2

Working on a DDD application where I need to persist state. Here's a very simple example:

public interface IRoot {
  public int Id { get; }
  void UpdateValue(int value);
}

public interface IState {
  int Id { get; }
  int CurrentValue { get; }
}

public class AggregateRoot : IRoot {

  private State _state;

  internal AggregateRoot(State state){
    _state = state;
  }

  public int Id { get { return _state.Id; } }

  public void UpdateValue(int value){
    _state.CurrentValue = value;
  }

}

public class State : IState {

  internal State(int id){
    Id = id;
  }

  public int Id { get; internal set; }

  public int CurrentValue { get; internal set; }

}

By using the internal setter / getter only interface, I can ensure that state isn't changed outside of the business logic implemented in the domain root. I have a factory/builder set up within the same project to instantiate new roots w/ state.

My problem comes when it comes to persisting / loading state from some data store. I'm trying to keep the persistence implementation details totally separate from the domain, so I create a repository interface for persisting the state:

public interface IStateRepository {
    void Save(IState state);
    void Delete(int key);
    IState Get(int key);        
}

Since I'm using interfaces without setters in the repository, I can't update the state ID on save, or populate an object directly. The IStateRepository implementation is in a completely separate project, so even id I changed repository to use the state directly, I still wouldn't have access to properties without using reflection.

The only solution I can think of that would still allow me to have clean separation is to implement a DTO that would act as mapping object between the domain and the persistence layers, but that doesn't feel right. I'd essentially be creating a duplicate object with the properties of the State object, but with public setters.

Surely there is some obvious pattern I'm missing?

  • What is the advantage of separating state into its own object? It seems this extra layer of encapsulation only serves to create the problem you outline above. Are you creating a translation layer to a legacy system? – king-side-slide Jul 19 '18 at 17:23
1

A separated project that implements the IStateRepository is a good way, but you should to consider that you really need to create a internal class on the Data project that implements IState.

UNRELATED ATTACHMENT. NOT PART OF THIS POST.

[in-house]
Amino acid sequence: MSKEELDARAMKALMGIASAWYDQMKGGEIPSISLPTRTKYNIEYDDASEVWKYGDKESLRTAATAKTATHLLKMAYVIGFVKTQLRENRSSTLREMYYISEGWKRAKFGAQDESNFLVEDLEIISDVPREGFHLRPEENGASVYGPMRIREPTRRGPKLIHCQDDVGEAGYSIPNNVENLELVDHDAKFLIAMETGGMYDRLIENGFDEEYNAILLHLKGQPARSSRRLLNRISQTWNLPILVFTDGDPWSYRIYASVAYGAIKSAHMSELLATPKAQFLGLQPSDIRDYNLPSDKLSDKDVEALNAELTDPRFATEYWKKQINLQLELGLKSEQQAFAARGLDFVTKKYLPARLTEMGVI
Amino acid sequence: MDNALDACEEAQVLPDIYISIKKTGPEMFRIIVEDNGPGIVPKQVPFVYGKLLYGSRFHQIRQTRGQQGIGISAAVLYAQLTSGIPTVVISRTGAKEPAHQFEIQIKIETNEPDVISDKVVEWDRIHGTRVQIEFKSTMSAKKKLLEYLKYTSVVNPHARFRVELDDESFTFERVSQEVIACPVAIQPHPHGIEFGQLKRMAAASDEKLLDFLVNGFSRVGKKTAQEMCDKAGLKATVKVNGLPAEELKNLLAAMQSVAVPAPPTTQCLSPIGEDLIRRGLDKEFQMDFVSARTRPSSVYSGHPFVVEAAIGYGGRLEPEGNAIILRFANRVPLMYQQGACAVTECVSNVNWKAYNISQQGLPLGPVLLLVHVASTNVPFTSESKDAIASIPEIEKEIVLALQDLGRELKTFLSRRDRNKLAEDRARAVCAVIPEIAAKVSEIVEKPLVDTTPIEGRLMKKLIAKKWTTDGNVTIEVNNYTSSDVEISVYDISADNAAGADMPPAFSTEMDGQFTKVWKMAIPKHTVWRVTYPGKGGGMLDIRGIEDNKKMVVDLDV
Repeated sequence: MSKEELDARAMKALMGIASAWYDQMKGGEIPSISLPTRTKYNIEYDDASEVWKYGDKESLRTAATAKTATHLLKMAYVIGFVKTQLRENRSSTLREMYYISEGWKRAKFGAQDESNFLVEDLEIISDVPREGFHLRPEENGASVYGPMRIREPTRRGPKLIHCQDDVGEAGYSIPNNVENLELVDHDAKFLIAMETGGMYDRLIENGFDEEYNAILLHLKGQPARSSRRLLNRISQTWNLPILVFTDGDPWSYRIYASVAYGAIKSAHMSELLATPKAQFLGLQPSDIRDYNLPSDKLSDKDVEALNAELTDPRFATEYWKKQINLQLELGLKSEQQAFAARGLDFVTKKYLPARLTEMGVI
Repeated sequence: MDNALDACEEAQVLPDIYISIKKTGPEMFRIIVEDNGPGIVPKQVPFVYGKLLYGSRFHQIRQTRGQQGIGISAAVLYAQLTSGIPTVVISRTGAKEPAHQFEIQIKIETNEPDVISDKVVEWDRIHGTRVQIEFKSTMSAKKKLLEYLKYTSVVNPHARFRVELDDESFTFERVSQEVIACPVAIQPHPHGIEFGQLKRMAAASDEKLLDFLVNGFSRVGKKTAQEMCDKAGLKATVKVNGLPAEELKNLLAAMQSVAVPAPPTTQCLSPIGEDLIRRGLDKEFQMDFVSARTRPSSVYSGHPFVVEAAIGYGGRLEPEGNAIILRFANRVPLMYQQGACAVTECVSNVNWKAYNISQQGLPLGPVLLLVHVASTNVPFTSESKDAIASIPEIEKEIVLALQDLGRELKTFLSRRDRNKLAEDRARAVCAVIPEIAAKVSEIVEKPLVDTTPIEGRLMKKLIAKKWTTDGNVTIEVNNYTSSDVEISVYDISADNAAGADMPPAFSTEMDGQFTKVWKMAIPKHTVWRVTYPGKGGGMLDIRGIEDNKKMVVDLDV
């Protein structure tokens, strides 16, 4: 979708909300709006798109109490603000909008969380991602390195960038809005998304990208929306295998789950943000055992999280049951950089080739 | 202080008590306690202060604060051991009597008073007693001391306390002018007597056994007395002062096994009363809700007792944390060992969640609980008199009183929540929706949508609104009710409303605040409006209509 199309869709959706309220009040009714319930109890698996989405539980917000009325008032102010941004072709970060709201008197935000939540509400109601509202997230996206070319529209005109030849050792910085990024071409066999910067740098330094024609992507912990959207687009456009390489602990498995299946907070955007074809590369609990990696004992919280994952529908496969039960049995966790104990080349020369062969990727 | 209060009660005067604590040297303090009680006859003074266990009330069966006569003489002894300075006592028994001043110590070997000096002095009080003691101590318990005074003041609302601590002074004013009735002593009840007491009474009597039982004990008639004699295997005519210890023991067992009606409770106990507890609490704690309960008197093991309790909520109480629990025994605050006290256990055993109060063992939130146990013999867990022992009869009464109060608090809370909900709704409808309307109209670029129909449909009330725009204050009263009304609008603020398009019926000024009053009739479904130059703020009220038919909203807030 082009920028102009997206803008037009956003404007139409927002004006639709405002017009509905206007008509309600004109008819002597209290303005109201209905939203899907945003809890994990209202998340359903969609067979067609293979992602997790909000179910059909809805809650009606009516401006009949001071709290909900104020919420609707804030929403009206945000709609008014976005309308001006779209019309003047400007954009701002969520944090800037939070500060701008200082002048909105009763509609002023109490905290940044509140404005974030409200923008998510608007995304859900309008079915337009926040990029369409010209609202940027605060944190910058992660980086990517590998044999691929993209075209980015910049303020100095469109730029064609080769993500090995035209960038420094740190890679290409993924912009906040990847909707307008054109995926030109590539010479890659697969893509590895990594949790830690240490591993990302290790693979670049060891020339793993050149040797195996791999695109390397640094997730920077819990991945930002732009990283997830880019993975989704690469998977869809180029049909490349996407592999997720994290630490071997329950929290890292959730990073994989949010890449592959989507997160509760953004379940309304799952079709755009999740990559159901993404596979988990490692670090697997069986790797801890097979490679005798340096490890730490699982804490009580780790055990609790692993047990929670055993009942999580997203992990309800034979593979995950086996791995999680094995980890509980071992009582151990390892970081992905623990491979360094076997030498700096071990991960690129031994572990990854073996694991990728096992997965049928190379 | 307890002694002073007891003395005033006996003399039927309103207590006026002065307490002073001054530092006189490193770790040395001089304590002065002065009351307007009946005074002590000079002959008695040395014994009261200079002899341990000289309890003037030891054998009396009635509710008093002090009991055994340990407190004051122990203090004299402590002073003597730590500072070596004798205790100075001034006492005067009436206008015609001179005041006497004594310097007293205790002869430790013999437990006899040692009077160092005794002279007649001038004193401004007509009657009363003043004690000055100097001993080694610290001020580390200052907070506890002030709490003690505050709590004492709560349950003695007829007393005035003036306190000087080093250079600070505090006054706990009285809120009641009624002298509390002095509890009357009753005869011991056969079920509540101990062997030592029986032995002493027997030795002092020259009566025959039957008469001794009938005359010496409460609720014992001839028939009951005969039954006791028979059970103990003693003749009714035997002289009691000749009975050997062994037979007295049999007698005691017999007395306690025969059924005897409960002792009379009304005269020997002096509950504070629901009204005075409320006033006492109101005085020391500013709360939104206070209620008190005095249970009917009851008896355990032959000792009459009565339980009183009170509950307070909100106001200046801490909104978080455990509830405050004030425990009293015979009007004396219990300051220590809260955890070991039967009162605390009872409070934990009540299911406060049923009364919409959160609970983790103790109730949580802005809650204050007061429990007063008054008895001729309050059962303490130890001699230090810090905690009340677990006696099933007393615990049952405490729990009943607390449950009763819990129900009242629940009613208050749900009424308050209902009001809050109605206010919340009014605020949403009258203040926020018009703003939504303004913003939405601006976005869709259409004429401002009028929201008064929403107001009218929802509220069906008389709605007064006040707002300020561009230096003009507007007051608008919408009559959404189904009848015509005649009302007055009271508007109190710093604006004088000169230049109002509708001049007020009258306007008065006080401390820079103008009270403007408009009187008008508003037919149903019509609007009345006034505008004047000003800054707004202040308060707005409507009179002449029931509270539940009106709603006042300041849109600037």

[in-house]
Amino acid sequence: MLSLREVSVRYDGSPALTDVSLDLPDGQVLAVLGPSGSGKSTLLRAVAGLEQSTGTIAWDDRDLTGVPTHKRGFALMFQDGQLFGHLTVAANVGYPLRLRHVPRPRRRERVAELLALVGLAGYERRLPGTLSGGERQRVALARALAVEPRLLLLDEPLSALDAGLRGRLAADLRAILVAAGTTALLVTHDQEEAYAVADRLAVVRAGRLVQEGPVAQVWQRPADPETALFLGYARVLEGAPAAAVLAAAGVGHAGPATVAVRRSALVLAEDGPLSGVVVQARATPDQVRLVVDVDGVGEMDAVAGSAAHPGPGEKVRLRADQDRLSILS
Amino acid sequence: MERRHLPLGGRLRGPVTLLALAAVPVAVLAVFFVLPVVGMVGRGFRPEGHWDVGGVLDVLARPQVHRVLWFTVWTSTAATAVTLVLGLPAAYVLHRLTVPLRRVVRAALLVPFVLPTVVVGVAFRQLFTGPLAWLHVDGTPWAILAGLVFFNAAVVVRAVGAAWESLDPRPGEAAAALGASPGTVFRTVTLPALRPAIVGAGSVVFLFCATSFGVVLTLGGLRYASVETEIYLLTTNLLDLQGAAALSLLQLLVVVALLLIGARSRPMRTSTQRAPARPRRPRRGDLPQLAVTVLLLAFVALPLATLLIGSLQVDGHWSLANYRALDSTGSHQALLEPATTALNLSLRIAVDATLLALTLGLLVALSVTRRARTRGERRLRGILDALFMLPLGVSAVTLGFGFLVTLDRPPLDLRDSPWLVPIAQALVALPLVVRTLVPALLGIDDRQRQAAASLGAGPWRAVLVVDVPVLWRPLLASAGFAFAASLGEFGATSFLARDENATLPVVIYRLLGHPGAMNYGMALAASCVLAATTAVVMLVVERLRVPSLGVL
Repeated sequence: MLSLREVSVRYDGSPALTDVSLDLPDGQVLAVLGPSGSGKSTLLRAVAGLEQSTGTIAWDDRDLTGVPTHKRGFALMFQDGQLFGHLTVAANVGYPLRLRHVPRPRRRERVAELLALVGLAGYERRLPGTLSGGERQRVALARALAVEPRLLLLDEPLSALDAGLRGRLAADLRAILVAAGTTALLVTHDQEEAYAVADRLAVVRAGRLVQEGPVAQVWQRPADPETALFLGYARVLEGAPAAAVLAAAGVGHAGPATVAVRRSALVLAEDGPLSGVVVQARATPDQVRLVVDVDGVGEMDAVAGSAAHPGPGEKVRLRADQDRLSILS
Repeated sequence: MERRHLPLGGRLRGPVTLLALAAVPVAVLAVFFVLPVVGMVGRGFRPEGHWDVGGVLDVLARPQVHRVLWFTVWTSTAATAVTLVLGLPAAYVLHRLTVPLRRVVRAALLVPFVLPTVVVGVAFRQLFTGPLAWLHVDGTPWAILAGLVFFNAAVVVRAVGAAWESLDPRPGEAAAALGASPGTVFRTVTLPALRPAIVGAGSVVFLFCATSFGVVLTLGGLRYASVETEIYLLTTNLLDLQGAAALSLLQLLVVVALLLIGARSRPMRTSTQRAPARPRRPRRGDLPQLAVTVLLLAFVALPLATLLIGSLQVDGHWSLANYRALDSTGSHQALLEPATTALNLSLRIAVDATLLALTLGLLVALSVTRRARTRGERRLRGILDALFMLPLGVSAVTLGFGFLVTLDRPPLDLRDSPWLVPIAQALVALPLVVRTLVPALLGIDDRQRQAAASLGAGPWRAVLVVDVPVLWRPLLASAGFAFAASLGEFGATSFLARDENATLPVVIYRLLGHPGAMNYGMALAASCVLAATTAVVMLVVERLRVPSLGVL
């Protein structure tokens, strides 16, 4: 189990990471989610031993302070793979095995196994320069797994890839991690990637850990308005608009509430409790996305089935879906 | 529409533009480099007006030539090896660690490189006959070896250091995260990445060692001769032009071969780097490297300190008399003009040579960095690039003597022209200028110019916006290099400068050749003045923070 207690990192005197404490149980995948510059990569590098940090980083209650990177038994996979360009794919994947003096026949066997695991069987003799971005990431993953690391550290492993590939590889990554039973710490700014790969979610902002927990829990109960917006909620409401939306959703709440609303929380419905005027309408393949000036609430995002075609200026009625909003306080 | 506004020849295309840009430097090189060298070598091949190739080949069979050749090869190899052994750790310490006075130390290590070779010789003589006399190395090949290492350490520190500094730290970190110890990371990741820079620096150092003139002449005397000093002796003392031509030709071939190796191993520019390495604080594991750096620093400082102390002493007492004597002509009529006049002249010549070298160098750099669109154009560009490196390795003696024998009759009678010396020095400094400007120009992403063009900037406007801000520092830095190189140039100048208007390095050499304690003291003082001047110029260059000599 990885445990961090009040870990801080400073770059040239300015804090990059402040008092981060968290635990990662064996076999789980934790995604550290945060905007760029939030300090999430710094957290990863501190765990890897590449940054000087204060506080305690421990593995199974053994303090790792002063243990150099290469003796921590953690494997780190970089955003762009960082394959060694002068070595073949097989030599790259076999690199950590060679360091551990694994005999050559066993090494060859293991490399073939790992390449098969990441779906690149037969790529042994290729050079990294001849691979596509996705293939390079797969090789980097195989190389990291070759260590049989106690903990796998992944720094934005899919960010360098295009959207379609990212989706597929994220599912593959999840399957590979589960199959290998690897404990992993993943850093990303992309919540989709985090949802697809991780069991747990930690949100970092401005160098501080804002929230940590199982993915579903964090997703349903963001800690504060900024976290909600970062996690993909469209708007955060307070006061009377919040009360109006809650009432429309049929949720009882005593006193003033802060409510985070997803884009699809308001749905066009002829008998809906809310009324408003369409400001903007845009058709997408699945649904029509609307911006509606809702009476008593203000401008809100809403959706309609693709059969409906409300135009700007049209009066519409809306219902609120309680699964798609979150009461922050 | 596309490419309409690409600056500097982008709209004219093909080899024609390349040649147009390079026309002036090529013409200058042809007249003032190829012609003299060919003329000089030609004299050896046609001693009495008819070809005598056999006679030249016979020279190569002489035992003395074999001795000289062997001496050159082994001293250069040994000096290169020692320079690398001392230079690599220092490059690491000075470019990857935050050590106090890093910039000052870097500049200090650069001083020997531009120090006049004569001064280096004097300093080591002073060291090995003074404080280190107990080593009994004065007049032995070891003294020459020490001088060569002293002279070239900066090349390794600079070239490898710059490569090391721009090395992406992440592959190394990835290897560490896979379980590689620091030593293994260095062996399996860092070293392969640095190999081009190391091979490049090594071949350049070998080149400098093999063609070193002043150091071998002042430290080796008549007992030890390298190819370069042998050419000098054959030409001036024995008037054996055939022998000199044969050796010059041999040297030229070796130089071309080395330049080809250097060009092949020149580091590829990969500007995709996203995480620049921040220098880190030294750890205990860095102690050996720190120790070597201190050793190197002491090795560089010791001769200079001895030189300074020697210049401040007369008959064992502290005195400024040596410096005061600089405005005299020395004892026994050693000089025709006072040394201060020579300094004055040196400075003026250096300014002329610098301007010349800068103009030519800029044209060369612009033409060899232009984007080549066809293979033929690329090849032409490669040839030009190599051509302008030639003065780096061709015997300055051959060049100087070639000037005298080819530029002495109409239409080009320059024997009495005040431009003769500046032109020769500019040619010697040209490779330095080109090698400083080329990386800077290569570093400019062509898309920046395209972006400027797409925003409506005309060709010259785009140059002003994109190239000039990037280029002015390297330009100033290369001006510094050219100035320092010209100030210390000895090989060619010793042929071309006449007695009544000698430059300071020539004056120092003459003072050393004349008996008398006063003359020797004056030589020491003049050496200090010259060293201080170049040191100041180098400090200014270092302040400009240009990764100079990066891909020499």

Note, since the Interfaces are contracts, imagine if this project is being developing by two people who should to work by respecting these rules, otherwise, there it no way to ensure the able to communicate among these pairs, it means that they just know the definition of IState, but each one should to create a concrete object that ensure these definition.

The only solution I can think of that would still allow me to have clean separation is to implement a DTO that would act as mapping object between the domain and the persistence layers, but that doesn't feel right. I'd essentially be creating a duplicate object with the properties of the State object, but with public setters.

Unfortunately, I think it will be the best solution for you! But, if you create an internal class on the Data project that implements IState, you don't need to map it. Because, these both projects goes to understand the type implicitly.

Anyway, consider that even that both implements IState, it aren't the same things. In conceptual terms, Data Object and Domain Object have different purpose.

Also, I can propose you don't separate the project if your system is not too big, making it, the problem is gone. Usually I do it.

I hope it been useful for you, think about it and good code!

  • Good food for thought. I had gone down a similar path before, but it wasn't feeling right and that's because I had the State belonging to the domain, and not to the persistence. In reality, it's a persistence object, that the domain uses. Thanks for your input. – aasukisuki Jul 19 '18 at 15:47

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